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Fraction of C. d. collilineatus venom containing crotapotin protects PC12 cells against MPP+ toxicity by activating the NGF-signaling pathway

Carolina Petri Bernardes1, Ernesto Lopes Pinheiro-Junior2, Isabela Gobbo Ferreira2, Isadora Sousa de Oliveira2, Neife Aparecida Guinaim dos Santos1, Suely Vilela Sampaio1, Eliane Candiani Arantes2, Antonio Cardozo dos Santos1 [ + show more ]

J Venom Anim Toxins incl Trop Dis, 2024, 30:e20230056
Received: 23 August 2023 | Accepted: 08 May 2024 | Published online: 14 June 2024
Collection: Spotlighting toxinology: from animal toxins to next-generation technologies and products


Background: Parkinson’s disease (PD) is the second most prevalent neurodegenerative disease. There is no effective treatment for neurodegenerative diseases. Snake venoms are a cocktail of proteins and peptides with great therapeutic potential and might be useful in the treatment of neurodegenerative diseases. Crotapotin is the acid chain of crotoxin, the major component of Crotalus durissus collilineatus venom. PD is characterized by low levels of neurotrophins, and synaptic and axonal degeneration; therefore, neurotrophic compounds might delay the progression of PD. The neurotrophic potential of crotapotin has not been studied yet. Methods: We evaluated the neurotrophic potential of crotapotin in untreated PC12 cells, by assessing the induction of neurite outgrowth. The activation of the NGF signaling pathway was investigated through pharmacological inhibition of its main modulators. Additionally, its neuroprotective and neurorestorative effects were evaluated by assessing neurite outgrowth and cell viability in PC12 cells treated with the dopaminergic neurotoxin MPP+ (1-methyl-4-phenylpyridinium), known to induce Parkinsonism in humans and animal models. Results: Crotapotin induced neuritogenesis in PC12 cells through the NGF-signaling pathway, more specifically, by activating the NGF-selective receptor trkA, and the PI3K/Akt and the MAPK/ERK cascades, which are involved in neuronal survival and differentiation. In addition, crotapotin had no cytotoxic effect and protected PC12 cells against the inhibitory effects of MPP+ on cell viability and differentiation. Conclusion: These findings show, for the first time, that crotapotin has neurotrophic/neuroprotective/neurorestorative potential and might be beneficial in Parkinson's disease. Additional studies are necessary to evaluate the toxicity of crotapotin in other cell models.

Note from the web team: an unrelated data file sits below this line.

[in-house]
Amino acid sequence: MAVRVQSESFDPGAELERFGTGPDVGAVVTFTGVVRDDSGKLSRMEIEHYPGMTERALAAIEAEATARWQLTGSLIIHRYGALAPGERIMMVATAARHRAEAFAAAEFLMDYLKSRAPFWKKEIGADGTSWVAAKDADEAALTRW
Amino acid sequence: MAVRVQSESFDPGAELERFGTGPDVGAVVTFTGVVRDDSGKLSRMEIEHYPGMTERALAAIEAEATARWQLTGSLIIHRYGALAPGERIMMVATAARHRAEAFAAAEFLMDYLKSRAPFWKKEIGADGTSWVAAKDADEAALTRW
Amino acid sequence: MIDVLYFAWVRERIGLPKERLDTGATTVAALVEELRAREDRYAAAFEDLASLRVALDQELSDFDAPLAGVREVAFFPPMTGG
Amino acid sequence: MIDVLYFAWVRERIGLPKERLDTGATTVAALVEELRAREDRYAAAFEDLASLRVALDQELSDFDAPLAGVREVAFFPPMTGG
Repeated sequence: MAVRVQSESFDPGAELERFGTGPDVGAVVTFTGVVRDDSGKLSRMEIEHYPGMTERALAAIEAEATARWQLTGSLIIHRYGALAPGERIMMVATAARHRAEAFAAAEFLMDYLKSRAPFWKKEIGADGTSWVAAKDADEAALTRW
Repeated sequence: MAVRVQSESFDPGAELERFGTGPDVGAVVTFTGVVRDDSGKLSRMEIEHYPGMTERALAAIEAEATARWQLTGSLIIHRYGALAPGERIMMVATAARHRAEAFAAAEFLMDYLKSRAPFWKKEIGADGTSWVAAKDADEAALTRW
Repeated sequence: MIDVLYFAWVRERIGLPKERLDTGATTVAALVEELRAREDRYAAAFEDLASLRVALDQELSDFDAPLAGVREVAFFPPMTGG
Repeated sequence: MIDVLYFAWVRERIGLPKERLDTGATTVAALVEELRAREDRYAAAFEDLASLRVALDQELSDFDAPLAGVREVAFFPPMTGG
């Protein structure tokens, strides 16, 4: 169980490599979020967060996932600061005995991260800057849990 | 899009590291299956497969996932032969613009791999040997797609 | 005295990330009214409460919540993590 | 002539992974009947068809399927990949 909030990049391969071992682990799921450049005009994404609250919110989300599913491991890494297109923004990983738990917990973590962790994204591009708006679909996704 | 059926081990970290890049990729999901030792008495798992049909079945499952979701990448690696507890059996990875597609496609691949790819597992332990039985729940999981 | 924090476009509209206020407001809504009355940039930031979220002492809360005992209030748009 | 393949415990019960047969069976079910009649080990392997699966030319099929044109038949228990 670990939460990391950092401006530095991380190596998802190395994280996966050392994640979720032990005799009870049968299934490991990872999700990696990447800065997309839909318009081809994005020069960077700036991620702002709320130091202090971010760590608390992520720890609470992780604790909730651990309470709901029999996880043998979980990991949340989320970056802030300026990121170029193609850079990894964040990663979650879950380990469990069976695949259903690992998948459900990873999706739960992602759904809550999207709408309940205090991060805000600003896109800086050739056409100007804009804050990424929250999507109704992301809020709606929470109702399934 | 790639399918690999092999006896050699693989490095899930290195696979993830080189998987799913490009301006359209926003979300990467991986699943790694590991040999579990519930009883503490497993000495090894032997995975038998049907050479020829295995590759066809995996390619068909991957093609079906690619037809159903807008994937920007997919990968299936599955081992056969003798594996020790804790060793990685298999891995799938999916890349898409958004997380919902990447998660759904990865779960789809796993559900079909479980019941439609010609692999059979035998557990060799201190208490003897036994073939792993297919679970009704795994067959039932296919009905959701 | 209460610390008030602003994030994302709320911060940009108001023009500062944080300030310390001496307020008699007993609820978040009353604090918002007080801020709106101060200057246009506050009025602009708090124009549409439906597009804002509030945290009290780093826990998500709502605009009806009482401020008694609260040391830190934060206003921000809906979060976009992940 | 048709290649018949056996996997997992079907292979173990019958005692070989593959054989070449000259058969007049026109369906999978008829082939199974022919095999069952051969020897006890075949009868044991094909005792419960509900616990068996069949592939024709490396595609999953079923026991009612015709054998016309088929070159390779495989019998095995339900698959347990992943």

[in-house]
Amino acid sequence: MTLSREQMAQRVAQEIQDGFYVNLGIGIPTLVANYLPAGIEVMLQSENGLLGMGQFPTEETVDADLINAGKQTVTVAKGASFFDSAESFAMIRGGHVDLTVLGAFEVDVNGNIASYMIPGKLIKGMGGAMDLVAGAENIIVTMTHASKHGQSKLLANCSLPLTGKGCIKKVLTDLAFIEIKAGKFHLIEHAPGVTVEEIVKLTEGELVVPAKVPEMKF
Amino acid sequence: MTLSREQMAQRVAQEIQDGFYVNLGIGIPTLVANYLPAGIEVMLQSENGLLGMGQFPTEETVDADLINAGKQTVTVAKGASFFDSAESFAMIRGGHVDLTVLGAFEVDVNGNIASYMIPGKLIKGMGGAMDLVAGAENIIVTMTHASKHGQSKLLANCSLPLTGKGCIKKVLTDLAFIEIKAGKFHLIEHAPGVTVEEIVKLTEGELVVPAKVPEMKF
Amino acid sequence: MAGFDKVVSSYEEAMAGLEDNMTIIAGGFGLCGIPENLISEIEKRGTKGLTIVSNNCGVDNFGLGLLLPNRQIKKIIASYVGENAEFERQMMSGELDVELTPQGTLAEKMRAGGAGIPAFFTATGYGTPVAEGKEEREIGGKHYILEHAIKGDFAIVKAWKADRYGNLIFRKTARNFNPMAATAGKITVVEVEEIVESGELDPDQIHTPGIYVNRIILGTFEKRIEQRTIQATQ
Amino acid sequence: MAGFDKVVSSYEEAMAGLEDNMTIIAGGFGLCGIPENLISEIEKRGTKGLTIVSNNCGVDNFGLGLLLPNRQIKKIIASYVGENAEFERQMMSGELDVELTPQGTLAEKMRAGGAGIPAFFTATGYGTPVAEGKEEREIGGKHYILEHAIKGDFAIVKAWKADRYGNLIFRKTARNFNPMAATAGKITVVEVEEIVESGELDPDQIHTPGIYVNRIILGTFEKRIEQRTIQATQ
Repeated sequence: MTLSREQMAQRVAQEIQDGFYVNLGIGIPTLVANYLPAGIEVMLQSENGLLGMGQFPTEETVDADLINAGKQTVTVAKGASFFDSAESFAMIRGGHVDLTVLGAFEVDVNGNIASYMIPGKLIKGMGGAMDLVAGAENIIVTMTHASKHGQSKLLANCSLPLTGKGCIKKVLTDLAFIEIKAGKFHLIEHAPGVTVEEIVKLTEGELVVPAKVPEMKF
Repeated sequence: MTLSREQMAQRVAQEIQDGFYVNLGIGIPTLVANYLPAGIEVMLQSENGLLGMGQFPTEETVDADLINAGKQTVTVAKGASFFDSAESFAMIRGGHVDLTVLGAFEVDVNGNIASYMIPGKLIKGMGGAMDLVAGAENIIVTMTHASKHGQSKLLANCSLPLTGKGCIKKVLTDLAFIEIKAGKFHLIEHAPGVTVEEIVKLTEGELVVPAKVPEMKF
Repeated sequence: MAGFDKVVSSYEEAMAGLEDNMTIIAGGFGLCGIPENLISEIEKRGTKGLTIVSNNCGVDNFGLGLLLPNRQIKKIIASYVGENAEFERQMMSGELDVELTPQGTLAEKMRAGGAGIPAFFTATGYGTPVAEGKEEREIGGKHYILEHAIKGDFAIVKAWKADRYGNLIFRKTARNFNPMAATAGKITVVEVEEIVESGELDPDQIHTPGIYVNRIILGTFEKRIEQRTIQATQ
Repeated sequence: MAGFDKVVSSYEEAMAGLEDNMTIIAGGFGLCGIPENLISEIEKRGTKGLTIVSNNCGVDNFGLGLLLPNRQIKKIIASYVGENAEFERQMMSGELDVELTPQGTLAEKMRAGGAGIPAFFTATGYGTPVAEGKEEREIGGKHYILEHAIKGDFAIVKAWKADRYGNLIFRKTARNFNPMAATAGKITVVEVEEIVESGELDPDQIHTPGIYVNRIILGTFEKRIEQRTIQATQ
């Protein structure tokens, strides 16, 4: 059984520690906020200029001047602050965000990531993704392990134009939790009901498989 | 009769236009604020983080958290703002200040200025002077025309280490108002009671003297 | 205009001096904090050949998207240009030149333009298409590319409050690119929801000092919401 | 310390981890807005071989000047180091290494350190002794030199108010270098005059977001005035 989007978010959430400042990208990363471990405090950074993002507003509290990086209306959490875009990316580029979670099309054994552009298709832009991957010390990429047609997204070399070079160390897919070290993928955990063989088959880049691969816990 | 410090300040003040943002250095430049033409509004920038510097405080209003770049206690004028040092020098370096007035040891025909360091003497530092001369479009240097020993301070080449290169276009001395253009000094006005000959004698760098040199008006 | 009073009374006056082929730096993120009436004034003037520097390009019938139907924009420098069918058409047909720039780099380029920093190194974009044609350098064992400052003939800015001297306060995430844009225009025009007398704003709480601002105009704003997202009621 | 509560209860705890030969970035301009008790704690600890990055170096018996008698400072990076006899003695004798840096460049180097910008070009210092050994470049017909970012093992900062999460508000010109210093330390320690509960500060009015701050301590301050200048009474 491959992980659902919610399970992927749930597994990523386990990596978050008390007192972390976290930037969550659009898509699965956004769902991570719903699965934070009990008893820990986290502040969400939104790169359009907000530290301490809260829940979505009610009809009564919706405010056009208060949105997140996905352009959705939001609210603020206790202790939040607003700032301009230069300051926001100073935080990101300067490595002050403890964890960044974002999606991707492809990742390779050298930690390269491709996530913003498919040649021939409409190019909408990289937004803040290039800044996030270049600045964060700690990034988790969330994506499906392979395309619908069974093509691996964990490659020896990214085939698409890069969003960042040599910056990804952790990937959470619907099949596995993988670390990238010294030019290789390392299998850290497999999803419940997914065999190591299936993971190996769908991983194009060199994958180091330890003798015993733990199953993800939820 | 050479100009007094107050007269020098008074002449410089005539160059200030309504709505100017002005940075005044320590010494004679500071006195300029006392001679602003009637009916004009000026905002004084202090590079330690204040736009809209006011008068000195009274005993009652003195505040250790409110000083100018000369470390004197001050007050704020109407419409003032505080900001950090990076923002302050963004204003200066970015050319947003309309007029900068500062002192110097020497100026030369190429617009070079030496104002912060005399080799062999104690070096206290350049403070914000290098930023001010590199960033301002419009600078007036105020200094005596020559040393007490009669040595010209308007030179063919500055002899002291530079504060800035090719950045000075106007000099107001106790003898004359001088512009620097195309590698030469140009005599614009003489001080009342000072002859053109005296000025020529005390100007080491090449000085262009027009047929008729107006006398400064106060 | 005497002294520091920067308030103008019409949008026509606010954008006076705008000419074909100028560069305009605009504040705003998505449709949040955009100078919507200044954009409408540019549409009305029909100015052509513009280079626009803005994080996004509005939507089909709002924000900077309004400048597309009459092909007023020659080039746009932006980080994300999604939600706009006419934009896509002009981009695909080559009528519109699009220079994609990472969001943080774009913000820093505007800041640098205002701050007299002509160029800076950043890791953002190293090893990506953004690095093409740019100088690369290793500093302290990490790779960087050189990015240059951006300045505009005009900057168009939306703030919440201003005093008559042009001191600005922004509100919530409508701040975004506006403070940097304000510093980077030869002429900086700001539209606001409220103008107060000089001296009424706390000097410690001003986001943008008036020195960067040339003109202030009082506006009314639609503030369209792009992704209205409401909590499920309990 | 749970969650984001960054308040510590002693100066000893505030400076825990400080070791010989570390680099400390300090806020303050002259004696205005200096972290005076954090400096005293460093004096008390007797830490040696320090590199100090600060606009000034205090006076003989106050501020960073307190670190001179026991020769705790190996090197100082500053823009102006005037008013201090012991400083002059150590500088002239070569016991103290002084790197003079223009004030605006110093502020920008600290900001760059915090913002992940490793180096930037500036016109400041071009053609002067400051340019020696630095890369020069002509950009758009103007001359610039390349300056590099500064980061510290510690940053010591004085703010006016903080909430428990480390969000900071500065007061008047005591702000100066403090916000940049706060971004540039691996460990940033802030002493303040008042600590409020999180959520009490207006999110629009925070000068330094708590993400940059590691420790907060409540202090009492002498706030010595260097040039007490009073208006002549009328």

Keywords: Crotapotin; Snake venom; Neuroprotection; Neuritogenesis; MPP+; Parkinson's disease.

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